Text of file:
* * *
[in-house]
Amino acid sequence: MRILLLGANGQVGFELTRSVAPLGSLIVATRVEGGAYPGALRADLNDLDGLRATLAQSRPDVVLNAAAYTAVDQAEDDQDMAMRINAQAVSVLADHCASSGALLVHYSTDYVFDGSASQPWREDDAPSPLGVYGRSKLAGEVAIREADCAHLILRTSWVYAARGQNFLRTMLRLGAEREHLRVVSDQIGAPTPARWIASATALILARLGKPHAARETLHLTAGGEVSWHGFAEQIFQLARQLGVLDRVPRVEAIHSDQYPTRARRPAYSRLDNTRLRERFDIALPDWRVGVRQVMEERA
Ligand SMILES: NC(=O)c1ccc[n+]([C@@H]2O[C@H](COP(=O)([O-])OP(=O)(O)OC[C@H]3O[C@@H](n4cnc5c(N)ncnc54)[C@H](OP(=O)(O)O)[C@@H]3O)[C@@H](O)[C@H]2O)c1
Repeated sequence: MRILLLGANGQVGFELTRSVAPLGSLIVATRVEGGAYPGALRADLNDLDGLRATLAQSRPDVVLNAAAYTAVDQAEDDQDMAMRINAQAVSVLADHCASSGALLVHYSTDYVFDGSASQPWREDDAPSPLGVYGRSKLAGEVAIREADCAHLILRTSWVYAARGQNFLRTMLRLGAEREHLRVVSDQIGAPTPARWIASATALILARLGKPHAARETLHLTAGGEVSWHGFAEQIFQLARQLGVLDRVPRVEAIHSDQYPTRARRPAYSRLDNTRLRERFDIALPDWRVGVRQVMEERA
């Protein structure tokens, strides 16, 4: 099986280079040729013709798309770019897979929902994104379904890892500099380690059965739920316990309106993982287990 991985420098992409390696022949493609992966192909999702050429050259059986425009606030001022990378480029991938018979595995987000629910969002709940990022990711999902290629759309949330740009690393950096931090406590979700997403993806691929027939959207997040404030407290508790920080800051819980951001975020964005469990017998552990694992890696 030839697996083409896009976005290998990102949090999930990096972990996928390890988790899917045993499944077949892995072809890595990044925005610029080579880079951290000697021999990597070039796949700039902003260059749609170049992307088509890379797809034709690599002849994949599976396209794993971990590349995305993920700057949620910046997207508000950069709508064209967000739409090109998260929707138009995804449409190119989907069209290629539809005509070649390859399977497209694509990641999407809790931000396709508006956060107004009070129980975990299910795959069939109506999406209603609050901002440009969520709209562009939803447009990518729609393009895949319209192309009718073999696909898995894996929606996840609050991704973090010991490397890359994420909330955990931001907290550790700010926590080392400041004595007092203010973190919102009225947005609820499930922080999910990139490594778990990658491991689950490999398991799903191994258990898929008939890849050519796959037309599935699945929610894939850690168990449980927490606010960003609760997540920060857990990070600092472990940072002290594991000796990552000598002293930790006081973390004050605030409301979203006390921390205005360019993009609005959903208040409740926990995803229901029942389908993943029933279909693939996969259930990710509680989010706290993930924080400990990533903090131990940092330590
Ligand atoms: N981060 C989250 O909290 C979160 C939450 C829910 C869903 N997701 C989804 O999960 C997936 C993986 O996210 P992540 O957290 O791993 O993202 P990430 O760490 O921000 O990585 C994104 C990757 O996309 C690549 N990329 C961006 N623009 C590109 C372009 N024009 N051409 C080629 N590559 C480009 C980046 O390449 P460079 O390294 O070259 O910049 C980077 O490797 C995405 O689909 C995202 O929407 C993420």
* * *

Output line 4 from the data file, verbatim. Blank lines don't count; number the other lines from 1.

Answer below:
Repeated sequence: MRILLLGANGQVGFELTRSVAPLGSLIVATRVEGGAYPGALRADLNDLDGLRATLAQSRPDVVLNAAAYTAVDQAEDDQDMAMRINAQAVSVLADHCASSGALLVHYSTDYVFDGSASQPWREDDAPSPLGVYGRSKLAGEVAIREADCAHLILRTSWVYAARGQNFLRTMLRLGAEREHLRVVSDQIGAPTPARWIASATALILARLGKPHAARETLHLTAGGEVSWHGFAEQIFQLARQLGVLDRVPRVEAIHSDQYPTRARRPAYSRLDNTRLRERFDIALPDWRVGVRQVMEERA